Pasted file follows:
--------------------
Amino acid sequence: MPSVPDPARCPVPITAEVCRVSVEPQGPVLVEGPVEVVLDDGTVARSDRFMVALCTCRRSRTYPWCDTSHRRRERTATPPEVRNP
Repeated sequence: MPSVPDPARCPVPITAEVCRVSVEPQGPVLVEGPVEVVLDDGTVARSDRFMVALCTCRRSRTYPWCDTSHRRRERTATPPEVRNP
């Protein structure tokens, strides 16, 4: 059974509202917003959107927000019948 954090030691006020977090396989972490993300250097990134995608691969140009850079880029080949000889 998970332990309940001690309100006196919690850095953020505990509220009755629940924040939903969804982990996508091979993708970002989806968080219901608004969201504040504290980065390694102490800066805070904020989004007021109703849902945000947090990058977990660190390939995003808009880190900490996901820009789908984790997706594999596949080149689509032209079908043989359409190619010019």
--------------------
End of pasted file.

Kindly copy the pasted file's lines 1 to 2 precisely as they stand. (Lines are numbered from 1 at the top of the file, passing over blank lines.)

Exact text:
Amino acid sequence: MPSVPDPARCPVPITAEVCRVSVEPQGPVLVEGPVEVVLDDGTVARSDRFMVALCTCRRSRTYPWCDTSHRRRERTATPPEVRNP
Repeated sequence: MPSVPDPARCPVPITAEVCRVSVEPQGPVLVEGPVEVVLDDGTVARSDRFMVALCTCRRSRTYPWCDTSHRRRERTATPPEVRNP